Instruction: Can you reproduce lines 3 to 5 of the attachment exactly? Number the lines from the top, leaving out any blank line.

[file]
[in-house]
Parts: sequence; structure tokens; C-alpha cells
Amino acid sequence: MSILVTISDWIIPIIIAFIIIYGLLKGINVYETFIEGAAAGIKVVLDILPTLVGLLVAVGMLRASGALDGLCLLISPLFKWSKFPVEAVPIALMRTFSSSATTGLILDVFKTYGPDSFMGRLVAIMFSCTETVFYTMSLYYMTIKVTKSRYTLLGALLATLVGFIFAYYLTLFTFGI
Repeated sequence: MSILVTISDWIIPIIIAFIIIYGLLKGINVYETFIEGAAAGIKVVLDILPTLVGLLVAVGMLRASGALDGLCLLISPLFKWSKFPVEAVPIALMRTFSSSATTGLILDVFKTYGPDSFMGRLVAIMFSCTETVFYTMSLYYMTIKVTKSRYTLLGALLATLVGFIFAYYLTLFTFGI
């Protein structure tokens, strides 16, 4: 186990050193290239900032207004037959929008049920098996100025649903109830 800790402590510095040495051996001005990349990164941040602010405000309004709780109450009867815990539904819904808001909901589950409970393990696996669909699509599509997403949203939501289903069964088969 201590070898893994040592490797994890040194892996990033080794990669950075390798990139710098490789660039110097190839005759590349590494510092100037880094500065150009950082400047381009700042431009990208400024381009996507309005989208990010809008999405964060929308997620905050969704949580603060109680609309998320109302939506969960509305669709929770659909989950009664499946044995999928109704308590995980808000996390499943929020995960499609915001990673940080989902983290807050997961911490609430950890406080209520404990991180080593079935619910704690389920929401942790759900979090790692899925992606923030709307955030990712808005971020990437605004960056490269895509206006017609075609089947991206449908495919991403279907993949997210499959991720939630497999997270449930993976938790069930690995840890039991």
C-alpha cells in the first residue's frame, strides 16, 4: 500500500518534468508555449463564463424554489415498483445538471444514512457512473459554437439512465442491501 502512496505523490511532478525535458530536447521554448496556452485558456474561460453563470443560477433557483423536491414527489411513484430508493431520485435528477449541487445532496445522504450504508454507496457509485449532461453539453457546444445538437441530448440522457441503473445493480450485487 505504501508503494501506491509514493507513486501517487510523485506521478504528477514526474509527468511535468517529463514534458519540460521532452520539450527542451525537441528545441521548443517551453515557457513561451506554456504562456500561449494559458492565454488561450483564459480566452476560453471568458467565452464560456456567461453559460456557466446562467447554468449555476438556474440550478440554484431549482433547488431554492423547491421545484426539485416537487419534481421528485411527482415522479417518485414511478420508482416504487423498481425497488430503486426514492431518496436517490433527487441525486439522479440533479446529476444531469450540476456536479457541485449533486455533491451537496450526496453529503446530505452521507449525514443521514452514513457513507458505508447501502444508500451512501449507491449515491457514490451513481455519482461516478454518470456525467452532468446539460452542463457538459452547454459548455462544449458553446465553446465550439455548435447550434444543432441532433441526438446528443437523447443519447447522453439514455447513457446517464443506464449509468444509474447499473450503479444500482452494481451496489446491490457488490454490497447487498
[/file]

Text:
Amino acid sequence: MSILVTISDWIIPIIIAFIIIYGLLKGINVYETFIEGAAAGIKVVLDILPTLVGLLVAVGMLRASGALDGLCLLISPLFKWSKFPVEAVPIALMRTFSSSATTGLILDVFKTYGPDSFMGRLVAIMFSCTETVFYTMSLYYMTIKVTKSRYTLLGALLATLVGFIFAYYLTLFTFGI
Repeated sequence: MSILVTISDWIIPIIIAFIIIYGLLKGINVYETFIEGAAAGIKVVLDILPTLVGLLVAVGMLRASGALDGLCLLISPLFKWSKFPVEAVPIALMRTFSSSATTGLILDVFKTYGPDSFMGRLVAIMFSCTETVFYTMSLYYMTIKVTKSRYTLLGALLATLVGFIFAYYLTLFTFGI
């Protein structure tokens, strides 16, 4: 186990050193290239900032207004037959929008049920098996100025649903109830 800790402590510095040495051996001005990349990164941040602010405000309004709780109450009867815990539904819904808001909901589950409970393990696996669909699509599509997403949203939501289903069964088969 201590070898893994040592490797994890040194892996990033080794990669950075390798990139710098490789660039110097190839005759590349590494510092100037880094500065150009950082400047381009700042431009990208400024381009996507309005989208990010809008999405964060929308997620905050969704949580603060109680609309998320109302939506969960509305669709929770659909989950009664499946044995999928109704308590995980808000996390499943929020995960499609915001990673940080989902983290807050997961911490609430950890406080209520404990991180080593079935619910704690389920929401942790759900979090790692899925992606923030709307955030990712808005971020990437605004960056490269895509206006017609075609089947991206449908495919991403279907993949997210499959991720939630497999997270449930993976938790069930690995840890039991």